Lovely Oregon Coast Sights Have Frightening Beginnings
(Oregon Coast) - The origin of much of what you see on the Oregon coast began maybe 45 million years ago. The reason this area is so engaging - with its mix of sandy stretches, sandstone structures and then tall, basaltic cliffs of black with sheer drops to the ocean – has much to do with how things slowly got burned into existence, with erosion then playing a sizable part.
Hollywood movies couldn't come up with a more scary film idea. It's another case of true science being way stranger than fiction. Oregon coast geology could be a horror movie.
About 45 millions years ago, the coastline was actually some 70 to 100 miles inland – theorized to be about where Silver Creek Falls is right now. Tectonic plate movement over time, along with an element of rising and falling ocean levels, brings us to the location of the Oregon coast these days.
Then things got really nasty, and some really terrifying geologic events played a major role in what we now see.
Picture this: a massive river of lava erupts in Idaho, so big it covers miles at a time as it marches along at around four mph. It sears entire forests into ashes and fumes. It builds gigantic damns of molten rock that are perhaps miles long, sometime bulging up to 20 feet high. It tromps its way through riverbeds and canyons, snaking its way around mountains, until it slithers its sinister, scorching heat into the ocean – having traveled some 300 miles, about seven days later. It’s hundreds of miles long, spewing out continuously and fiercely so that when it reaches the ocean it fills crevices and muddy areas thousands of feet deep.
The coast at that time was about 15 miles farther inland than it is now. According to Seaside geologist Tom Horning, sometimes these lava flows poured into the ocean and then they spread out through the soft marine sediments for dozens of miles, burrowing into the layers. They then managed to come back up elsewhere, re-erupting through thousands of feet of muck, onto the sea floor, essentially making their own eruptions for a brief time (geologically speaking).
They then cooled to become solid basalt. Over millions of years, some of these massive invasions of lava were lifted with the sediments above sea level with the rising of the coast range. They in turn were eroded away, until they formed headlands and features we now know as Neahkahnie Mountain near Manzanita or Tillamook Head between Seaside and Cannon Beach.
Another kind of lava flow that formed the headlands we know and love is called intra-canyon flows. These kinds of flows snaked their way to the coast through riverbeds and around other land features, arriving at the coast to build up and up out of deltas of rubbly submarine pillow basalt. These were then capped by sheets of dry-land lava flows.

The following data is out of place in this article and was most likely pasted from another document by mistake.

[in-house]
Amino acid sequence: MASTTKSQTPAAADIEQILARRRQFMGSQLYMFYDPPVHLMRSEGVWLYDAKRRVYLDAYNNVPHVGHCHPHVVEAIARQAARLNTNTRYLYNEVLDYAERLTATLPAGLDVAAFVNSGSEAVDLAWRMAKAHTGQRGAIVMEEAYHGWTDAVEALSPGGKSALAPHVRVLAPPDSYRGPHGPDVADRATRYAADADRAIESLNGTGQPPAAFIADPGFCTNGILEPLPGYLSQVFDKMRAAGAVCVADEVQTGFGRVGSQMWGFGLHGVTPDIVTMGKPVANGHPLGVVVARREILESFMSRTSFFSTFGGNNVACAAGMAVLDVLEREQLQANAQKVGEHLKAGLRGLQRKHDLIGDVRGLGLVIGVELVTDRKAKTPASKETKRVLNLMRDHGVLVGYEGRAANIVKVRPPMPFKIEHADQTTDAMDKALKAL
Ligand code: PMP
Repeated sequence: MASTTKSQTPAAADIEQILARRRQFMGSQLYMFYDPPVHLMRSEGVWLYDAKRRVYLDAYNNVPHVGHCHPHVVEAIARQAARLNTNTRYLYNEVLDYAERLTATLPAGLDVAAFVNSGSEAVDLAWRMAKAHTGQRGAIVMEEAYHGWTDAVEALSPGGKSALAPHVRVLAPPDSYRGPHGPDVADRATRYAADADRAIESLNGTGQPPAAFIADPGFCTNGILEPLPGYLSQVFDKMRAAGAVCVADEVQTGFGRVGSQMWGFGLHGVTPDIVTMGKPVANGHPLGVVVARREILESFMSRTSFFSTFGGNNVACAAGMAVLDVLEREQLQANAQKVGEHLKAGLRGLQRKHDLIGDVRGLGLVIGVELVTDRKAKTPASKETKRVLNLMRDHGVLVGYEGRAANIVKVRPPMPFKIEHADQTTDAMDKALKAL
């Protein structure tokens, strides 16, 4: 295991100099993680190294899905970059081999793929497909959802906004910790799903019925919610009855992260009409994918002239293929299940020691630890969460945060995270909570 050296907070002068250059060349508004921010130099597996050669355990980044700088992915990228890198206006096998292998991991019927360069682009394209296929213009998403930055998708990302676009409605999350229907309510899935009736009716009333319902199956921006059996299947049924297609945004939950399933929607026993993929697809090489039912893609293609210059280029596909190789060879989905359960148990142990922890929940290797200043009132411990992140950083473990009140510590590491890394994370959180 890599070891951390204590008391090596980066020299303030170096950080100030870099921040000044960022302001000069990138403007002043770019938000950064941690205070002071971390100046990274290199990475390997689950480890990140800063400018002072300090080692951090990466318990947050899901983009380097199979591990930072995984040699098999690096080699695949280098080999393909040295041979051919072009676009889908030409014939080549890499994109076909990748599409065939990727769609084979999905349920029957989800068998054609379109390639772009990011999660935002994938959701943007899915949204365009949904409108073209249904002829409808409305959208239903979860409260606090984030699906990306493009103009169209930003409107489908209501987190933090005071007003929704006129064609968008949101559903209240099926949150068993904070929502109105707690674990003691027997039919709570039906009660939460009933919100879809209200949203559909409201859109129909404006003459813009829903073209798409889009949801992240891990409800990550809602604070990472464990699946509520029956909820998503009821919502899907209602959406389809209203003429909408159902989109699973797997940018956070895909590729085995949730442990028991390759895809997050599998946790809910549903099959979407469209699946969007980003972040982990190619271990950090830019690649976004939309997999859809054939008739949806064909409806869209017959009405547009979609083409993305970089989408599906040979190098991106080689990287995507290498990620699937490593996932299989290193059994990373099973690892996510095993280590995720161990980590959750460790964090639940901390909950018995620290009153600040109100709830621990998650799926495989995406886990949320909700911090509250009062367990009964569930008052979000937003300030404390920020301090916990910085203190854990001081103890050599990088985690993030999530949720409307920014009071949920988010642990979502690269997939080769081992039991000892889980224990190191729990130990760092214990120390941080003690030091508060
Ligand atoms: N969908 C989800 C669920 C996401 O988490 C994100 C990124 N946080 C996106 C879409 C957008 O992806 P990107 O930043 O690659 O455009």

Meanwhile, the ocean levels rose and fell around the landmasses and basalt shapes a few times. They too were eroded by time and water into shapes we now know as Cape Foulweather, Cape Lookout, Yaquina Head and Cape Meares.
Numerous such lava flows (perhaps around 300) erupted from about 12 million years ago to 17 million years ago, according Horning. They happened approximately every 100,000 to 200,000 years, creating their own kind of havoc, but in turn laying the groundwork (pun intended) for the beauty we now see.
Meanwhile, millions of years earlier, Cascade Head was its own volcano, said Horning of the large, looming headland just north of Lincoln City. And what about those mini-eruptions that happened just offshore? Horning said they’re often responsible for many of the coast’s most famous landmarks.
“Haystack Rock in Cannon Beach was one of those,” Horning said. “Sea stacks are often from submarine feeders for the re-erupting lavas. They’re all part of plumbing systems.”
Erosion also plays a major part in what you see with that famous structure (which is currently the third highest sea stack in the world), along with the oceans rising, falling and the land doing the same.
“The basalt that Haystack Rock is made of is about 15 million years old,” Horning said. “It was an enormous hill of rock until about 3000 years ago, when rising sea levels allowed the surf to wash away all but the strongest lava/basalt. Some 4000 to 5000 feet of the original submarine volcano is missing from it now, having been eroded for more than 12 million years.”
Everybody's favorite Oregon coast icon, Haystack Rock, was one of those oddball invasive flows, where parts of one lava flow shot back down deep into the earth, then re-erupted elsewhere. It's basically a little eruption, born of a bigger one.
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